Used 1996 Buick Roadmaster Review

Edmunds expert review




What's new for 1996

Last year for 260-horsepower land yacht. All models are designated Collector's Editions.

Vehicle overview

Named after land yachts of yore, the Roadmaster bowed in 1991, based on the all-new Chevy Caprice chassis. Huge inside and out, and available in sedan and station wagon body styles, the Roadmaster has been a hit with traditional Buick buyers.

In 1993, the Roadmaster was infused with power when GM installed the LT1 Corvette's 5.7L V8 under the hood. So equipped, this big Buick spun the rear tires at half throttle and pulled down 60 mph quick enough to peel back the drivers' eyelids. Getting the thing around a corner or stopping it from freeway velocities was another matter altogether.

General Motors has decided to kill the Roadmaster, and its siblings the Caprice and Cadillac Fleetwood, so that the company can produce more profitable trucks in the Arlington, Texas assembly plant. Therefore, changes to the 1996 model are few. All Roadmasters will be labeled as Collector's Editions for 1996. A new console/cupholder design makes its way to the interior, electronic touch climate controls, and premium speakers are now standard. Long-life engine coolant lasts five years or 100,000 miles. Oh, there is one other change; the Smokey Amethyst vinyl top has been axed. Darn.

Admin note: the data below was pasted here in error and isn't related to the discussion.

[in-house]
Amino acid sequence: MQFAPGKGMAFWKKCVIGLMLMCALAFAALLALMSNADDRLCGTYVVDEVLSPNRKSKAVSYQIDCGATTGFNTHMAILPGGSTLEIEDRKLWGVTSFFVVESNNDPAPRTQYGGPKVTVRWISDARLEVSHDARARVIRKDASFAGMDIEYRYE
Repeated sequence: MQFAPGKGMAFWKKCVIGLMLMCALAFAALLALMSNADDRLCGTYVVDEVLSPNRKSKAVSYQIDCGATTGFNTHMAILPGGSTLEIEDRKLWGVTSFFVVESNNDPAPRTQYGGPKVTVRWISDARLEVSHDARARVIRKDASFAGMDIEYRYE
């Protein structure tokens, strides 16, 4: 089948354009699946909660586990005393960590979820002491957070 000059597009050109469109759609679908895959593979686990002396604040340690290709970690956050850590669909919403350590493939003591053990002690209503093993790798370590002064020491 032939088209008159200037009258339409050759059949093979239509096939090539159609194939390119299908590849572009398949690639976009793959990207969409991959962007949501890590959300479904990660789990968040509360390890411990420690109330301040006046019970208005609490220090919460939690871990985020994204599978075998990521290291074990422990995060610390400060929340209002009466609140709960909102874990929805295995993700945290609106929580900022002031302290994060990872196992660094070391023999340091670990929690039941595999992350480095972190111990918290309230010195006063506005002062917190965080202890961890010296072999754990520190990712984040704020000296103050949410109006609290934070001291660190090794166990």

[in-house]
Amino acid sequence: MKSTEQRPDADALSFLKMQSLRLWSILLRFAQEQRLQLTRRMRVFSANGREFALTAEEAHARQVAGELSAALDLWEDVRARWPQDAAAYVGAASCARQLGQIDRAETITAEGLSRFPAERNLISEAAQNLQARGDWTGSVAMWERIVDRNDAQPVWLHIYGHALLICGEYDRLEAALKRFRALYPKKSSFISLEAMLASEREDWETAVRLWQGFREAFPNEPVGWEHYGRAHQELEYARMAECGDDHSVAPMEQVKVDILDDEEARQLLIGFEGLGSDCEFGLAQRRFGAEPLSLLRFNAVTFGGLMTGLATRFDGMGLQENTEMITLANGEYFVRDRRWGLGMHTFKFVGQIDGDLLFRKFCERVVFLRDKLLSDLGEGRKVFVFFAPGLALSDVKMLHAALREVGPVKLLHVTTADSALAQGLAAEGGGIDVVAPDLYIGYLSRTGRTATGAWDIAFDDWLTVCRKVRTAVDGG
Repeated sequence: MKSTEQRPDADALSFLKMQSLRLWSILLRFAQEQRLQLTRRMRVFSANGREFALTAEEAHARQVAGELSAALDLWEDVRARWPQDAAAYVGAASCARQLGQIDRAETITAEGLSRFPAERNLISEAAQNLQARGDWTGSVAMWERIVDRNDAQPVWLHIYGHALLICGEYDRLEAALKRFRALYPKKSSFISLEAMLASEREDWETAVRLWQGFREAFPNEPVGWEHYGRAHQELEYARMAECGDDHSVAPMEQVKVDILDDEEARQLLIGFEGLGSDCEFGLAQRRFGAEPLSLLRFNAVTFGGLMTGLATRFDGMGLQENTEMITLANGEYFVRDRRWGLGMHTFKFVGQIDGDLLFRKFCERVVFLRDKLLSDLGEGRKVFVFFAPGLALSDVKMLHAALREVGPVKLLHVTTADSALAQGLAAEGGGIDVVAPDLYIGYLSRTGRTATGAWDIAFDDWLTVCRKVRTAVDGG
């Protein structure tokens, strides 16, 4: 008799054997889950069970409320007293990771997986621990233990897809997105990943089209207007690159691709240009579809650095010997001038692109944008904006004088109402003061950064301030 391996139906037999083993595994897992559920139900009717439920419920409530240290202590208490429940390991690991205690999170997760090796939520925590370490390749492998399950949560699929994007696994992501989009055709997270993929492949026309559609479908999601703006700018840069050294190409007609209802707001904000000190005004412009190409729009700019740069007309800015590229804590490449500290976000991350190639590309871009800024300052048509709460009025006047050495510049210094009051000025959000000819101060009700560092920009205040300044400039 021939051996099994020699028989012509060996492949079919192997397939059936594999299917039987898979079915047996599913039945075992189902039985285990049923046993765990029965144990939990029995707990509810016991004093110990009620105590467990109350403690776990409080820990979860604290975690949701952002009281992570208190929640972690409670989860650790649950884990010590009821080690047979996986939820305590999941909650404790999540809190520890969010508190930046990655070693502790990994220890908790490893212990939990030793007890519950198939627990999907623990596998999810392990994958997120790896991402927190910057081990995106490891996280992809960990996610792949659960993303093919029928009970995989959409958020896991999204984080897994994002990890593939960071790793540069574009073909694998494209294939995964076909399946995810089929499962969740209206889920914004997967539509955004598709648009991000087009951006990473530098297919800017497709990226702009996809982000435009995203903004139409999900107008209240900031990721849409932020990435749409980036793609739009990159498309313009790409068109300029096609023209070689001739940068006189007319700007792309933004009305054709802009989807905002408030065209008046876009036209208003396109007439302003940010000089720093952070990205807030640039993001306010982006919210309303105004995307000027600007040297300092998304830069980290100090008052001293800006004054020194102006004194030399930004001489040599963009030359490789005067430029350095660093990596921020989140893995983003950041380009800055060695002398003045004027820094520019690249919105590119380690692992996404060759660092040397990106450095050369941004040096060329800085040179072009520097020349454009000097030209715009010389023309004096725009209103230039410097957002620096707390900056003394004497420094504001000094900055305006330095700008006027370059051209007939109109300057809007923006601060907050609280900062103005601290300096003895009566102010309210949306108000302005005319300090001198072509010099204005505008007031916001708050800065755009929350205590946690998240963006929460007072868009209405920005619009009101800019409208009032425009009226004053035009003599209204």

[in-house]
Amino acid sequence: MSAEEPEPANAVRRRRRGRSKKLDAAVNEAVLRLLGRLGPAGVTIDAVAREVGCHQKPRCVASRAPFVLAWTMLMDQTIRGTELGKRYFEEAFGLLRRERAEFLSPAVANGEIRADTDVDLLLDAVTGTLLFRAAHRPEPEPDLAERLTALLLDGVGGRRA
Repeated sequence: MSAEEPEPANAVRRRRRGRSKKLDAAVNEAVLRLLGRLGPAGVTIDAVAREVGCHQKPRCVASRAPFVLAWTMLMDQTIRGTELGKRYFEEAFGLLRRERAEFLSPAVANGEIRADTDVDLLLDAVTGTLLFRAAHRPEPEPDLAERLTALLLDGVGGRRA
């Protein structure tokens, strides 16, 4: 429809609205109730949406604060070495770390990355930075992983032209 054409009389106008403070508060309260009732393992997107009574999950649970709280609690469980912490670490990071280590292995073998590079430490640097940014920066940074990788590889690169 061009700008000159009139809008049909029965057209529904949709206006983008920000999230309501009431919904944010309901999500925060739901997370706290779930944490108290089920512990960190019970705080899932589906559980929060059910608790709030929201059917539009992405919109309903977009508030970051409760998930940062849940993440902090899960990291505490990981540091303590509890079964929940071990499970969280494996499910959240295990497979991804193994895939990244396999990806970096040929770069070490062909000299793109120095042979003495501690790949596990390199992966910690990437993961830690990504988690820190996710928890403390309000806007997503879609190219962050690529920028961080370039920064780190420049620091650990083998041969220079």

Considering the fact that this is a premium Buick carrying a $25,000 price tag, the interior is a woeful collection of cheap plastic, fake wood, and horrible ergonomics. Exposed screw heads litter the passenger compartment, plastic surfaces have the texture of Tupperware, and it's a reach to adjust anything on the wood-paneled slab of vinyl and plastic in front of the driver, also known as a dashboard. Sliding in and out of a Roadmaster isn't easy, especially with the oddly-placed power lumbar and seat control box affixed to the left side of the mushy seat. These controls are housed in a hard plastic box, and getting out over this box is an uncomfortable chore.

Those who find the Roadmaster irresistible, take note; 1996 will be the final year for the Roadmaster, so get one while you can.






Edmunds expert review process

This review was written by a member of Edmunds' editorial team of expert car reviewers. Our team drives every car you can buy. We put the vehicles through rigorous testing, evaluating how they drive and comparing them in detail to their competitors.

We're also regular people like you, so we pay attention to all the different ways people use their cars every day. We want to know if there's enough room for our families and our weekend gear and whether or not our favorite drink fits in the cupholder. Our editors want to help you make the best decision on a car that fits your life.